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Manufacturers and Companies Are Struggling with Conflict Minerals Reporting

Manufacturers and Companies Are Struggling with Conflict Minerals Reporting

When the Dodd-Frank Wall Street Reform and Consumer Protection Act was signed into law in 2010, the US Securities and Exchange Commission (SEC) was allowed to create rules mandating manufacturers doing business in the US to disclose their use of so-called "conflict minerals." These minerals are used to produce tantalum, tin, tungsten, and gold -- known collectively as "3TG" and widely used in electronic components. Many originate from the Democratic Republic of Congo (DRC) and surrounding warlord- and militia-ravaged countries.

In attempts to weed out illicit 3TG trade and funding to the warlords and their violent causes, the US does not outright ban conflict mineral use, but it believes the public SEC filings will discourage companies from using DRC-region sources, encourage them to take action on their supply chains, and (over the long term) spawn alternative materials. To meet this year's deadlines, companies submitted their reports to the SEC by June 2.

To avoid detection, local mining interests in the DRC have been known to smuggle the minerals to smelters in neighboring countries, making it extremely difficult for manufacturers sniffing their trail. According to Charles Riepenhoff, managing director of KPMG's Forensic Advisory Services, the long and complex nature of the supply chain is proving to be a formidable barrier to compliance.

"Many companies are working cooperatively with their suppliers to develop the required information throughout the supply chain, but it's a journey over time to develop and verify the validity of such information," Riepenhoff told Design News.

"Many companies are, as demonstrated by their 2014 filings, relying on the conflict-free smelter audit process. Some companies have developed closed-loop systems which account for the source through production and use of the minerals."

Riepenhoff is referring to recently established industry coalition and NGO programs in which smelters can get certified as being conflict-free after passing third-party audits. Closed-loop supply chains, naturally, are viable only for the largest organizations with the power to have captive suppliers.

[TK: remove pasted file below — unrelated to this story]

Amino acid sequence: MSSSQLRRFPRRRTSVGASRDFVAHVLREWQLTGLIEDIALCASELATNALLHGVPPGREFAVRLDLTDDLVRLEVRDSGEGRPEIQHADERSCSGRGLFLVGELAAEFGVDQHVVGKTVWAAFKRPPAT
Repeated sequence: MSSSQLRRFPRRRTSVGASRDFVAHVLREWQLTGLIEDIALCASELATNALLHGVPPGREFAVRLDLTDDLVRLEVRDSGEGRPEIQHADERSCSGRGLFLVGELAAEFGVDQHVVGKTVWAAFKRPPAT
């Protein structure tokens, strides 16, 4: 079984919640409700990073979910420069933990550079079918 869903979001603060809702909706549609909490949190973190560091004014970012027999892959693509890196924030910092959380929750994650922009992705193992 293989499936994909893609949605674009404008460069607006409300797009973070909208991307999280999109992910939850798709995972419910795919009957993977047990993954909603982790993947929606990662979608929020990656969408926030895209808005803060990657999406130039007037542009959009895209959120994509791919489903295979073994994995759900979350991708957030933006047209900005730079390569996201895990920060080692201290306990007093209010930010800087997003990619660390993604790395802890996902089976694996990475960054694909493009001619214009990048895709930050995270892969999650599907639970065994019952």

To comply with the disclosure rule, companies have had to take on full-time staff to trace the often circuitous origins of the minerals. A PricewaterhouseCoopers survey conducted last year found that 89% of companies today employ at least one full-time worker tasked with 3TG reporting compliance and 6% have more than five employees focused on compliance.

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But the stakes may be about to get even higher. Last month, the European Union voted to pass a law requiring companies to certify that they do not use minerals that fuel violent conflict and human rights abuses.

For US companies doing business in the EU, the new rules may require them to once again revamp their compliance processes. While they will have a grace period until 2017, it may take just that long to refine their processes, and multinational organizations will need to mind both US and EU regulations.

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"Companies should consider reviewing their conflict minerals policy, process, and reporting under US regulations and integrate this with the EU requirements -- a form of integrated compliance -- to gain efficiencies throughout the organization related to conflict minerals," Riepenhoff told Design News.

While there is some evidence that efforts to expose the use of conflict minerals have significantly reduced the amount of money diverted to Congolese warlords from the sale of all minerals except for gold ore, the news is less great for Dodd-Frank compliance. Recently, the nonprofit group Global Witness analyzed 100 conflict minerals reports from US companies and found that nearly 80 percent of them failed to meet the minimum requirements of the US conflict minerals reporting law. With the more stringent EU rules, it would appear that companies have a long, long way to go with their supply chain and compliance strategies.

Tracey Schelmetic graduated from Fairfield University in Fairfield, Conn. and began her long career as a technology and science writer and editor at Appleton & Lange, the now-defunct medical publishing arm of Simon & Schuster. Later, as the editorial director of telecom trade journal Customer Interaction Solutions (today Customer magazine) she became a well-recognized voice in the contact center industry. Today, she is a freelance writer specializing in manufacturing and technology, telecommunications, and enterprise software.

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